Tema’s twelfth birthday roughly coincided, as it happened, with the establishment of the State of Israel. Reb Berish privately marked her passage into adulthood as he presided at the head of the Sabbath table by noting that she was the same age as Germy, the dog that belonged to the goy next door—and the average life span for a German Shepherd, for your information, was, or so he had heard, more or less the same as for the Nazi regime—twelve to thirteen years. “A very old dog, an alter cocker. Makes you think, no?” Which led to his next observation, concerning the newly established Jewish state: “We’ll know already soon what this world is coming to when the people over there in Eretz Yisroel start talking to dogs in Loshon Kodesh.” A few days later, Tema approached Germy safely locked up where he could do no harm. She looked into his demented eyes and his moronic open mouth with the tongue hanging down. “Higi’a hazman,” Tema said to the dog in the Holy Tongue. Your time’s up. And, like an executioner, she opened the gate.

Years later, when she became renowned as Ima Temima, the revered Jerusalem guru and teacher of the Hebrew Bible with thousands of followers, she would mentally flip to the image of the wild dogs in the Valley of Jezreel lapping up the blue blood and tearing the royal flesh of her beloved majestic Queen Jezebel, and she would forgive herself in some measure for opening the gate that day and liberating the Brooklyn descendent of those dogs, the wretched Germy, to go forth and almost instantly meet his fate with that wreck of a truck, its bells jingling as it clattered down the street driven by Itche the junkman. But in the months that followed the event itself, the image that gripped her was of a pulped and bloody mess in the middle of the road only moments after a brief canine burst of hope and exhilaration at having been set free. This was the image she would return to again and again in those days, like a dog returns to its own vomit, as the author of the book of Proverbs said, reportedly King Solomon.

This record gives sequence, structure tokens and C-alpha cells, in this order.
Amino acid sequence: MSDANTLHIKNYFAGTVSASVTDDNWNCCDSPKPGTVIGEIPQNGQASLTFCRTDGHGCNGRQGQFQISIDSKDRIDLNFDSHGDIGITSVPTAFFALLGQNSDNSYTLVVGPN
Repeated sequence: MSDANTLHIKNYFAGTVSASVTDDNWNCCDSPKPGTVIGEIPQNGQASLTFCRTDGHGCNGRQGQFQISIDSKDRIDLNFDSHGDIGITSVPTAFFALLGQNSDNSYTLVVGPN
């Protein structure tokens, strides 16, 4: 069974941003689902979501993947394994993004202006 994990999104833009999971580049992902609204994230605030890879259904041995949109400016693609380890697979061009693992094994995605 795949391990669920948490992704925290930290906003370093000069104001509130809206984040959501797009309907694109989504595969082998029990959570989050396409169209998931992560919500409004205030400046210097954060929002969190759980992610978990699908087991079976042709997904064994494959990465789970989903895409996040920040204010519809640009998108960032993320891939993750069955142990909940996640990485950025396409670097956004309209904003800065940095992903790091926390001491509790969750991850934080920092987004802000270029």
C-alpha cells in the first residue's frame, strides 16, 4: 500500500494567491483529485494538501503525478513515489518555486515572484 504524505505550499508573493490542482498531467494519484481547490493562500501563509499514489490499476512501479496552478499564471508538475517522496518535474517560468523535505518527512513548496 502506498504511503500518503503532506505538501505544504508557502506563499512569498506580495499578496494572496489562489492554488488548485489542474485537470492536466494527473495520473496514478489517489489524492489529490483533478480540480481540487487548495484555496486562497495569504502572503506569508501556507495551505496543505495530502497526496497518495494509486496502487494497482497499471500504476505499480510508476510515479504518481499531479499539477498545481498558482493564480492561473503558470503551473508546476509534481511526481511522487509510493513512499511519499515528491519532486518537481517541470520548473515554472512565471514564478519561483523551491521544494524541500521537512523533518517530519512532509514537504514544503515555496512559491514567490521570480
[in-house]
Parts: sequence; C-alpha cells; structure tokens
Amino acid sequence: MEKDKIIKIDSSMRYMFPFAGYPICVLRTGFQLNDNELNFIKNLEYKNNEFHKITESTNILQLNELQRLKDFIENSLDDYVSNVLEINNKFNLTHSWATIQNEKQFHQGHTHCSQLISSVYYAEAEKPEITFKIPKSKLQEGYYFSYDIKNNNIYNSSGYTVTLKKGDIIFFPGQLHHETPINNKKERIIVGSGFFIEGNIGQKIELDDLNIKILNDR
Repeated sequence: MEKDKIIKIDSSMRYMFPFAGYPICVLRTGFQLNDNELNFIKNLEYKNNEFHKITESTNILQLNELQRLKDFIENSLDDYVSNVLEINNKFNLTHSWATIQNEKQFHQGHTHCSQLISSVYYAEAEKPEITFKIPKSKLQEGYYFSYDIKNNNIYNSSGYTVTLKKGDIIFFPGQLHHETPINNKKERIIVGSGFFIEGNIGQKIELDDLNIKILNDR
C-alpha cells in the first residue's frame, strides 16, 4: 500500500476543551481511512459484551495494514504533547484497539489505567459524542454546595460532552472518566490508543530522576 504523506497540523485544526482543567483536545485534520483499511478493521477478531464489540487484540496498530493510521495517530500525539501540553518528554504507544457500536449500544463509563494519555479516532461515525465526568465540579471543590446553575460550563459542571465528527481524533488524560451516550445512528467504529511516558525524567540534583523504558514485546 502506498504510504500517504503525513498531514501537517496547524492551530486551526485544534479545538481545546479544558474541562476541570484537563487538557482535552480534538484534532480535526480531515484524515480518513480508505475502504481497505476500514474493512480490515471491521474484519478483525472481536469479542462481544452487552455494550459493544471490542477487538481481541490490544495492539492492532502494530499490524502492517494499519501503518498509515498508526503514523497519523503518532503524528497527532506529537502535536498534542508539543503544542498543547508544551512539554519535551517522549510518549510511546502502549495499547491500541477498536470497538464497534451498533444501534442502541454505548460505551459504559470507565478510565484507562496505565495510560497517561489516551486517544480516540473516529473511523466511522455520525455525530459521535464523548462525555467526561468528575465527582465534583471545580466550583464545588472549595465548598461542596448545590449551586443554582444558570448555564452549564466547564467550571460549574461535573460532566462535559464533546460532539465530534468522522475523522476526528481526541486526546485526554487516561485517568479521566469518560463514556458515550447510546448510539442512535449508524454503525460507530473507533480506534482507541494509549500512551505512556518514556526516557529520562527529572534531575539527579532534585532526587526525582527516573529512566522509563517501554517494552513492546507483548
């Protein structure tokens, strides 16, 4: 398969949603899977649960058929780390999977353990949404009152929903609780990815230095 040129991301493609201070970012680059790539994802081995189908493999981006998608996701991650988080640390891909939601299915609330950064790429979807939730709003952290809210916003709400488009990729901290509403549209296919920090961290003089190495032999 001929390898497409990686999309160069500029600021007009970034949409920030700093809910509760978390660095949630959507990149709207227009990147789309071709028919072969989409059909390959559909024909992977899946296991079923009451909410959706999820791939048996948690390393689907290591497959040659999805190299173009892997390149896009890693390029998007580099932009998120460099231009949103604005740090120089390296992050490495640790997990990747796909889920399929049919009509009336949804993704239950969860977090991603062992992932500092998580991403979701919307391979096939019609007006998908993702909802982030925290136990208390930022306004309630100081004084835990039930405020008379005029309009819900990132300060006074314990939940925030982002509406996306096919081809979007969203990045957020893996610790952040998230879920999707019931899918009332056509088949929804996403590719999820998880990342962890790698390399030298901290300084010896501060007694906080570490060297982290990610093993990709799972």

On a Sunday morning at Beis Ziburis not long after the fateful meeting between Germy the dog and Itche the junkman, the girls were reviewing for a final exam on the second book of Samuel that they had just completed under the instruction of their prophets teacher, Miss Pupko, a sallow-faced young woman eighteen years old, recently engaged to be married, who had just graduated from the school the year before and was translating verse by verse, chapter by chapter from the Hebrew directly into Yiddish. Suddenly Tema’s daydreams were brutally interrupted by the words in chapter nine of Mephiboshet, the crippled-in-both-legs son of Jonathan, groveling before the bandit kingpin David who had just promised him a permanent seat at the royal table and restored to him all the lands of his grandfather, the crazy King Saul: “What is your servant that you have shown such regard for a dead dog like me,” Mephiboshet said, so hideously obsequious. Tema raised her hand and asked permission to leave the room, which was the only way to earn the privilege to use the toilet.